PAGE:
Raising the bar, raising expectations

After topsy-turvy build-up, India awaits reality check in the Asian Games, beginning on Saturday.

Indian contingents for the Asian Games pose with Rajyavardhan Singh Rathore during the send-off ceremony in New Delhi.   -  AFP

He is just 19 but national champion M. Sreeshankar came up with a massive 8.28m long jump during training in Thiruvananthapuram early this week. That was nine centimeters better than Ankit Sharma’s national record of 8.19m, which came on the road to the Rio Olympics two years ago.

“Normally, in long jump, if somebody does something like that in training, they could be doing 20 centimeters more in competition. So, if the going is good, Sreeshankar should do something like 8.40m or more in competition,” said Romanian Bedros Bedrosian, the national coach for jumps.

Around the same time, Asian champion quartermiler Muhammed Anas lowered the Dharambir Singh’s three-year-old national record (20.66s) in the 200m to 20.63s at Jablonec, near Prague in the Czech Republic, where the Indian 400m and relay teams are training.

The 18th Asian Games, the biggest multi-sport event after the Olympics, begin here and in Palembang on Saturday and the Indians are raising the bar, raising expectations too. That has virtually been the case just before every major Games, including the Olympics when Indians were very close to the world’s best in a few events on the qualification road two years ago, only to disappoint later.

Despite that worrying feeling, this could turn out to be a very good Asian Games for India and the country is expected to surpass its tally of 11 golds which took it to the eighth place in the medal table at Incheon four years ago.

Apart from athletics, a sport which has brought more than half the total number of India’s golds in Asian Games history, the country is expected to do well in badminton too.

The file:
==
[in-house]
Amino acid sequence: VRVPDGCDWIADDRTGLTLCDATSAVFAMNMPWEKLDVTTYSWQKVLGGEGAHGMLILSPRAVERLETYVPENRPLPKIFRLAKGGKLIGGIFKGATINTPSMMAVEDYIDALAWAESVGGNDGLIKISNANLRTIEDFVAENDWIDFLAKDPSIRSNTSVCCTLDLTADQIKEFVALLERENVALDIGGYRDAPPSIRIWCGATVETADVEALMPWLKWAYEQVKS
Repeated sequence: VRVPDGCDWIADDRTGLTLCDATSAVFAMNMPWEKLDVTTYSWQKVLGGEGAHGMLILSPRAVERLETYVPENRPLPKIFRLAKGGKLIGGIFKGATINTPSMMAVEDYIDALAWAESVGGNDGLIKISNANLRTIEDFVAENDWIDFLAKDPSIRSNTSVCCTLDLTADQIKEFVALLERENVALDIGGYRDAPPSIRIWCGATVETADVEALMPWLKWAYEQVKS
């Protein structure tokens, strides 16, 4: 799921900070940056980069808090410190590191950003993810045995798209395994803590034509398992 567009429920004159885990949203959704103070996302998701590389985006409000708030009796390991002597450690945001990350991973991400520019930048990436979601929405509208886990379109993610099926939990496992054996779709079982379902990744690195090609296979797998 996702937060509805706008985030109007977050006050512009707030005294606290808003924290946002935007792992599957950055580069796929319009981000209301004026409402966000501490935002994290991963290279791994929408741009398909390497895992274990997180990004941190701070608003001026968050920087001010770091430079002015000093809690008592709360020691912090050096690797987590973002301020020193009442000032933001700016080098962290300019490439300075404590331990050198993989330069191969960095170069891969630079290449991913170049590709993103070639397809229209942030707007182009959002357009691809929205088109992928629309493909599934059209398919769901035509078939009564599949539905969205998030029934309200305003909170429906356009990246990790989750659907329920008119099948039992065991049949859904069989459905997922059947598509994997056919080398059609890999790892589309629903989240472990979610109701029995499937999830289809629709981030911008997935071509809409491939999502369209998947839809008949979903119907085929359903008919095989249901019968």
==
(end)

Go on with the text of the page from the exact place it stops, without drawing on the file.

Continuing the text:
But India will run into Uber Cup champion Japan in the quarterfinal of the women’s team event which brought badminton’s lone bronze at the last Asiad. Incidentally, Japan thrashed India 5-0 in their Uber Cup clash early this year.

Talking about badminton, Japan’s new men’s World champion Kento Momota will be one of the biggest stars here after Qatari high jumper Mutaz Essa Barshim, the IAAF’s Athlete of the Year, pulled out with an injury.

Chinese swimmer Sun Yang who is virtually eyeing a freestyle sweep, seasoned great Nicol David – the Malaysian who has her roots in Chennai is looking for her fifth gold 20 years after winning her first – and Chinese sprinter Su Bingtian will be among the biggest stars here.

The Chinese appears set to top the medal table once again but Japan, which will host the next Olympics in 2020, is likely to give South Korea a tough fight for the second spot.

Only the opening ceremony is scheduled for Saturday and shooting — which will be held at Palembang 600kms from Jakarta — and swimming will be among the prominent events for Indians in the first week.